A federal judge took under advisement Thursday a Branch Davidian’s request to be transferred from jail to a halfway house.

Renos Avraam, 31, a British citizen, has been held at the McLennan County Jail as a material witness since he fled the April 19 fire that destroyed Mount Carmel, the cult’s compound 10 miles east of Waco.

Four agents with the Bureau of Alcohol, Tobacco and Firearms were killed in a Feb. 28 shoot-out with the Branch Davidians.

Agents were trying to arrest cult leader Vernon Howell for possession of automatic weapons. Six cult members died in the gun battle.

Avraam, who joined the Branch Davidians a year ago, was interviewed by the Texas Rangers on the day of the fire, then taken the next day before a federal grand jury in Waco.

Attorney Dick Kettler of Waco told U.S. District Judge Walter S. Smith Jr. that the government’s holding of Avraam as a material witness was a “subterfuge.”

Kettler argued that the U.S. attorney’s office wants to keep Avraam in jail until it can make a case against him.

“My client is being held as if he had been charged or convicted of a crime,” Kettler said.

Federal prosecutors — in responding to why Avraam should remain in jail — pointed out Avraam had refused to cooperate fully with the grand jury. Also, they said, the U.S. Immigration and Naturalization Service wants Avraam detained, contending he is in the country illegally.

Kettler, outside of court, said he just wants his client to get similar treatment to that afforded cult member David Thibodeau, who has been released to the custody of his family in Maine.

“It’s curious to me,” Kettler said. “Except for my guy being a citizen of Great Britain, in my mind there’s no difference between the two. David Thibodeau has no ties to Waco. But he’s been released to go to Maine. If he had it in his mind to flee this jurisdiction, it would be easy to do up there. I really don’t know what’s going on.”

Judge Smith did not issue a ruling on Kettler’s request. He instead took it under advisement.

In other developments Thursday, the Texas Water Commission released the results of a battery of tests run on water samples taken from the Mount Carmel compound.

Larry Fergusson, district manager with the commission, said, “There is no evidence or contamination that would place (the compound) in a hazardous contamination situation.”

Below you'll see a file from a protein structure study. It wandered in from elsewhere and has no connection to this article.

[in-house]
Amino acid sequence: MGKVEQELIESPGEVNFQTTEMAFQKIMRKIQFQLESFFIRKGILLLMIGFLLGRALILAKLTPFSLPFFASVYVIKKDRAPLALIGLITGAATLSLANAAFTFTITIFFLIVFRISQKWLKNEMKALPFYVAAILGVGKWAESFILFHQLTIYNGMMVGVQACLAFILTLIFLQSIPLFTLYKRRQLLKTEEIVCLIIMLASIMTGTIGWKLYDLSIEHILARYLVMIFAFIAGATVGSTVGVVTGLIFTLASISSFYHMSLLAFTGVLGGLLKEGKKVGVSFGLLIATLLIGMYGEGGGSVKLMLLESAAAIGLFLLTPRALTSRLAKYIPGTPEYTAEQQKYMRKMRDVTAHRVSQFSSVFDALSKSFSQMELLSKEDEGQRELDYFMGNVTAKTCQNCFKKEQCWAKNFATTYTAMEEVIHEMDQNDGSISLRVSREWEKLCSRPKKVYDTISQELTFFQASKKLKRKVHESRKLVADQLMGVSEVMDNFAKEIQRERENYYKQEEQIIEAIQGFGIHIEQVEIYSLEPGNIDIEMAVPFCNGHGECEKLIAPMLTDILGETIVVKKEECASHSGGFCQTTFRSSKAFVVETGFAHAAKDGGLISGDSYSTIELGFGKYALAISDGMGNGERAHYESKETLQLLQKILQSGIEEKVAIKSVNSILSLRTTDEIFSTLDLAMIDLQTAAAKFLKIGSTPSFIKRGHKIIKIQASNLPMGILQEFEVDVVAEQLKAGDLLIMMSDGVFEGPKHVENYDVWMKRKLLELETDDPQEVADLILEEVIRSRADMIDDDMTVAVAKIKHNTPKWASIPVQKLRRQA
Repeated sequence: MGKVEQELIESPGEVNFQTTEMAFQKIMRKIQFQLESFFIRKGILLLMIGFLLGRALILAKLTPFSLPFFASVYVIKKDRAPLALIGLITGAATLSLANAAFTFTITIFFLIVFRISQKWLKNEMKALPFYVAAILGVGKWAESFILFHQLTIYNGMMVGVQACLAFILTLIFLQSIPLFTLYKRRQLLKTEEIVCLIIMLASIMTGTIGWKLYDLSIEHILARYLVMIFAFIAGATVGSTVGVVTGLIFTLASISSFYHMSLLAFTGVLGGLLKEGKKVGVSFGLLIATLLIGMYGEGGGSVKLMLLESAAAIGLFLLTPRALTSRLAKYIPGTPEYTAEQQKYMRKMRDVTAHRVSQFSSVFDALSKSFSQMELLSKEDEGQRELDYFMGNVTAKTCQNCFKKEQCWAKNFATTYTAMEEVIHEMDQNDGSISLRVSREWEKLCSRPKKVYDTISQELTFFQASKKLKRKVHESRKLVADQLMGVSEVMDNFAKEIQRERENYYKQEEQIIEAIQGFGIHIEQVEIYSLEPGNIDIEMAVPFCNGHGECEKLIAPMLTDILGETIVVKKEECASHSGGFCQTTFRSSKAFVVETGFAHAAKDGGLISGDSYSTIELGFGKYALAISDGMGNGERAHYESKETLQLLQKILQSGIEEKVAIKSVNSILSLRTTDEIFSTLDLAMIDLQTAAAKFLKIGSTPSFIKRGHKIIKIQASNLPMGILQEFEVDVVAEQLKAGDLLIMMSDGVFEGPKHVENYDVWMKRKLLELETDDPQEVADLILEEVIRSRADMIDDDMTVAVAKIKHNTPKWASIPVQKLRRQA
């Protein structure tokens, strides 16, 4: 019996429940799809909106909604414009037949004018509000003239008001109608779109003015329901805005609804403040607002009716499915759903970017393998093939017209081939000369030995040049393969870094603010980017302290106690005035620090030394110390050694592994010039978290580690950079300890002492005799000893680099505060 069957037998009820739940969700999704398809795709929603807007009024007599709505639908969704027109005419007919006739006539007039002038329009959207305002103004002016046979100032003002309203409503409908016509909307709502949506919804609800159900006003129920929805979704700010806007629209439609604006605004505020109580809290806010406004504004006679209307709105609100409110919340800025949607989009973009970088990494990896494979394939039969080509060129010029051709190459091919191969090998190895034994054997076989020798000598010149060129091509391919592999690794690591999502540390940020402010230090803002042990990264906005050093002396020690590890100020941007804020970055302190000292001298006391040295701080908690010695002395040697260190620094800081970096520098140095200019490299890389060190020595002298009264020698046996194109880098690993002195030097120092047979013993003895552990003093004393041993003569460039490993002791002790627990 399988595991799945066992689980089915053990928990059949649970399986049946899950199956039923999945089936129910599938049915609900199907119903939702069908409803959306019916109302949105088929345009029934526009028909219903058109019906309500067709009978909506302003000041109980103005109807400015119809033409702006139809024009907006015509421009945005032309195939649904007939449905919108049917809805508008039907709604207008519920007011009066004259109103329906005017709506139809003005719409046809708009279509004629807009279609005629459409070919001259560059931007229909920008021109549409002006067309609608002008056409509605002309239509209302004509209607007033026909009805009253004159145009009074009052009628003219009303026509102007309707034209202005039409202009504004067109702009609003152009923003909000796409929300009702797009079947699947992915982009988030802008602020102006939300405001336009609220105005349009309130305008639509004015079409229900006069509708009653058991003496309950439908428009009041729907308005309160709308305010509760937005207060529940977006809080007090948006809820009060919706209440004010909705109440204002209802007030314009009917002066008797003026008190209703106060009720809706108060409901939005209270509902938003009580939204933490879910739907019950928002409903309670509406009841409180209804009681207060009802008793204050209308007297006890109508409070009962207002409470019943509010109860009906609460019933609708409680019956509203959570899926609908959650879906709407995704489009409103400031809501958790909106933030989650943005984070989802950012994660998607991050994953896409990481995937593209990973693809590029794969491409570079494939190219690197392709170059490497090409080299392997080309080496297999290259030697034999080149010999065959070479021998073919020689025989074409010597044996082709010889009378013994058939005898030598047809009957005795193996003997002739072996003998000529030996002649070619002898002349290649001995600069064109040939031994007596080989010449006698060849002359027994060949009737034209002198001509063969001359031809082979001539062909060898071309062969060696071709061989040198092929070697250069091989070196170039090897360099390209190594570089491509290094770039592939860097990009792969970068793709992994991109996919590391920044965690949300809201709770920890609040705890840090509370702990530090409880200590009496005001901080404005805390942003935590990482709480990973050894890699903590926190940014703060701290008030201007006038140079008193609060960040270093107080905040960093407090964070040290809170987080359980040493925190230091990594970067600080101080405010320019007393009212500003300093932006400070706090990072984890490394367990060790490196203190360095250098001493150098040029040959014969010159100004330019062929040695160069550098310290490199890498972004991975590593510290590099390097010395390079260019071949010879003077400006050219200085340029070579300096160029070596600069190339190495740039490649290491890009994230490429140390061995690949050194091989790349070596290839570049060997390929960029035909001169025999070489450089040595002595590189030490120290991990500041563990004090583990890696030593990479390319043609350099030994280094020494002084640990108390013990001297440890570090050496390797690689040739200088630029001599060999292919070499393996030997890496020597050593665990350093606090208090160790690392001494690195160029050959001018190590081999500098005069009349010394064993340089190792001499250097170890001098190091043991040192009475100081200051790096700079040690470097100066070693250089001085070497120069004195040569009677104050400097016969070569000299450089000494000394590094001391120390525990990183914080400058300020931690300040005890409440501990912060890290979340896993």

The tests were run in liquid samples removed from various areas at the compound to determine if there was any contaminations of the site by lead or mercury.

Results from tests run on soil samples to check for contamination are due out today.

Tribune-Herald staff writer Douglas Doe contributed to this report.

Read the Tribune-Herald's 7-part investigative series on the inner workings of the Branch Davidians. Hours after Part 2 appeared in print, the ATF raided the group's compound.

Read the Tribune-Herald’s account of the ATF raid on the Branch Davidian compound on Feb. 28, 1993. Four ATF agents and six in the compound were killed in the gunfight.

Read the daily news accounts of the 51-day siege at the Branch Davidian compound near Elk, which began Feb. 28 and lasted until April.

April 19 and beyond: FBI agents began inserting canisters of tear gas into the Branch Davidian compound in the early morning hours. By noon, it was on fire.

Federal officials left the compound site in late May 1993. As identifications of bodies continued, questions about the survivors, the compound and the cult itself began to emerge.

As the world began to take a critical look back at the events and legal proceedings continue, the ATF's bombshell report forces a shakeup at the top after the raid gone "tragically wrong."

In 1994, the surviving Davidians went on trial in San Antonio. Over six weeks, more than 140 witnesses testified, with the verdict coming just two days prior to the anniversary of the ATF raid.

The Rodenville shootout and the 1988 trial, the end of the world in 1959 and more stories from deep in the Trib archives.